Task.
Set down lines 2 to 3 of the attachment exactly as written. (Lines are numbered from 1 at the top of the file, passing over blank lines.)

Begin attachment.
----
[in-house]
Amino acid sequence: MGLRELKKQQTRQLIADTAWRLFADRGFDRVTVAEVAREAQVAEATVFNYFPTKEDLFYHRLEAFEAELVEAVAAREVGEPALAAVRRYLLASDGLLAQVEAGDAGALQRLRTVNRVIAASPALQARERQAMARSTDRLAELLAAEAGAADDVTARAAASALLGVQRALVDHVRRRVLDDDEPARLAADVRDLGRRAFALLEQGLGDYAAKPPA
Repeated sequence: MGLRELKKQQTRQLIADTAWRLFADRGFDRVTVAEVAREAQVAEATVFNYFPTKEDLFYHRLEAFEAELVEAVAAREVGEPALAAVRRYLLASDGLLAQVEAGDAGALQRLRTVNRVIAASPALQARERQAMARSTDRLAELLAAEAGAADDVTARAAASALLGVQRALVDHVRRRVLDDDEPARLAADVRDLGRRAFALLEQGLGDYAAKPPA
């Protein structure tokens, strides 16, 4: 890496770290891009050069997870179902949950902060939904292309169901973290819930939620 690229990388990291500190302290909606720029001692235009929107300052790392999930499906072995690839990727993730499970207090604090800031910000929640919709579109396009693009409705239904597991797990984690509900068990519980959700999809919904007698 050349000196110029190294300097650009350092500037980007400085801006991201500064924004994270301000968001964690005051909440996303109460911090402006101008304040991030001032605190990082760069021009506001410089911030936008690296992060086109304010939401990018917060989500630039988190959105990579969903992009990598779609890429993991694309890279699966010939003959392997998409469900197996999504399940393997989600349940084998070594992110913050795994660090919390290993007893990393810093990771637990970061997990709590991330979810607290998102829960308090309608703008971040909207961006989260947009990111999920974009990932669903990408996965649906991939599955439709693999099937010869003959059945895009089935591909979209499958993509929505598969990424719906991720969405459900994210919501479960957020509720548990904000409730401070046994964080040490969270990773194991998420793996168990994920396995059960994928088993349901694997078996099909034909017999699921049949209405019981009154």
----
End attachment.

Amino acid sequence: MGLRELKKQQTRQLIADTAWRLFADRGFDRVTVAEVAREAQVAEATVFNYFPTKEDLFYHRLEAFEAELVEAVAAREVGEPALAAVRRYLLASDGLLAQVEAGDAGALQRLRTVNRVIAASPALQARERQAMARSTDRLAELLAAEAGAADDVTARAAASALLGVQRALVDHVRRRVLDDDEPARLAADVRDLGRRAFALLEQGLGDYAAKPPA
Repeated sequence: MGLRELKKQQTRQLIADTAWRLFADRGFDRVTVAEVAREAQVAEATVFNYFPTKEDLFYHRLEAFEAELVEAVAAREVGEPALAAVRRYLLASDGLLAQVEAGDAGALQRLRTVNRVIAASPALQARERQAMARSTDRLAELLAAEAGAADDVTARAAASALLGVQRALVDHVRRRVLDDDEPARLAADVRDLGRRAFALLEQGLGDYAAKPPA